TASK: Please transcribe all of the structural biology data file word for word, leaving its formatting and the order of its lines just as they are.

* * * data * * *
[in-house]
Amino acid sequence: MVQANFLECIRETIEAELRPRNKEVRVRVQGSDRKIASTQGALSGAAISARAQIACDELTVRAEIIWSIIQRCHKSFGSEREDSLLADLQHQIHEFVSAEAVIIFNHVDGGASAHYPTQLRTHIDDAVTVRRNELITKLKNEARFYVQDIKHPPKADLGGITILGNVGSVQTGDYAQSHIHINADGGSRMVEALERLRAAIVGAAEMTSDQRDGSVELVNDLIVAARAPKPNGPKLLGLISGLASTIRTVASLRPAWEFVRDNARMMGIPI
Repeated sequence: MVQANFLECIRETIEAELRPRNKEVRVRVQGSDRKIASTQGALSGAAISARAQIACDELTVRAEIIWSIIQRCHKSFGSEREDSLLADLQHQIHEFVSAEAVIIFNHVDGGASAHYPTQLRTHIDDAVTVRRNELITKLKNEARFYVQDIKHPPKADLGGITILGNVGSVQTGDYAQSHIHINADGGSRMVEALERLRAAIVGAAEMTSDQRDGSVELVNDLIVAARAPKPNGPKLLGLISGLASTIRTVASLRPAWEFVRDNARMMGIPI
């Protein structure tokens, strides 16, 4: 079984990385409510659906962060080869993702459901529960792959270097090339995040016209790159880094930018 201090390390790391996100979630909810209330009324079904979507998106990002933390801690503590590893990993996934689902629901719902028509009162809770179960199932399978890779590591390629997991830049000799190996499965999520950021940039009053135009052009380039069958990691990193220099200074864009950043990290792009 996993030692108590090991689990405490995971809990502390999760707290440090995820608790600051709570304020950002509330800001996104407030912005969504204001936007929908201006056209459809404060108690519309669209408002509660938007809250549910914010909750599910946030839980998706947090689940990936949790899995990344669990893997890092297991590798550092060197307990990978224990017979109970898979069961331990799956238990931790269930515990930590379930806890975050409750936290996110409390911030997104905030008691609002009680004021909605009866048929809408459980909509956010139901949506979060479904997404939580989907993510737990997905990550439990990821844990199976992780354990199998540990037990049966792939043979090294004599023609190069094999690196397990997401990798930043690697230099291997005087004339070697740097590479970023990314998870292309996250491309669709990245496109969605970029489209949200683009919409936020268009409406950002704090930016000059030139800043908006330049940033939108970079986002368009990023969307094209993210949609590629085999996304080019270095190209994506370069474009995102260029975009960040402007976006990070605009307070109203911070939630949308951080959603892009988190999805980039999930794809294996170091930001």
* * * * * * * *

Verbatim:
[in-house]
Amino acid sequence: MVQANFLECIRETIEAELRPRNKEVRVRVQGSDRKIASTQGALSGAAISARAQIACDELTVRAEIIWSIIQRCHKSFGSEREDSLLADLQHQIHEFVSAEAVIIFNHVDGGASAHYPTQLRTHIDDAVTVRRNELITKLKNEARFYVQDIKHPPKADLGGITILGNVGSVQTGDYAQSHIHINADGGSRMVEALERLRAAIVGAAEMTSDQRDGSVELVNDLIVAARAPKPNGPKLLGLISGLASTIRTVASLRPAWEFVRDNARMMGIPI
Repeated sequence: MVQANFLECIRETIEAELRPRNKEVRVRVQGSDRKIASTQGALSGAAISARAQIACDELTVRAEIIWSIIQRCHKSFGSEREDSLLADLQHQIHEFVSAEAVIIFNHVDGGASAHYPTQLRTHIDDAVTVRRNELITKLKNEARFYVQDIKHPPKADLGGITILGNVGSVQTGDYAQSHIHINADGGSRMVEALERLRAAIVGAAEMTSDQRDGSVELVNDLIVAARAPKPNGPKLLGLISGLASTIRTVASLRPAWEFVRDNARMMGIPI
């Protein structure tokens, strides 16, 4: 079984990385409510659906962060080869993702459901529960792959270097090339995040016209790159880094930018 201090390390790391996100979630909810209330009324079904979507998106990002933390801690503590590893990993996934689902629901719902028509009162809770179960199932399978890779590591390629997991830049000799190996499965999520950021940039009053135009052009380039069958990691990193220099200074864009950043990290792009 996993030692108590090991689990405490995971809990502390999760707290440090995820608790600051709570304020950002509330800001996104407030912005969504204001936007929908201006056209459809404060108690519309669209408002509660938007809250549910914010909750599910946030839980998706947090689940990936949790899995990344669990893997890092297991590798550092060197307990990978224990017979109970898979069961331990799956238990931790269930515990930590379930806890975050409750936290996110409390911030997104905030008691609002009680004021909605009866048929809408459980909509956010139901949506979060479904997404939580989907993510737990997905990550439990990821844990199976992780354990199998540990037990049966792939043979090294004599023609190069094999690196397990997401990798930043690697230099291997005087004339070697740097590479970023990314998870292309996250491309669709990245496109969605970029489209949200683009919409936020268009409406950002704090930016000059030139800043908006330049940033939108970079986002368009990023969307094209993210949609590629085999996304080019270095190209994506370069474009995102260029975009960040402007976006990070605009307070109203911070939630949308951080959603892009988190999805980039999930794809294996170091930001």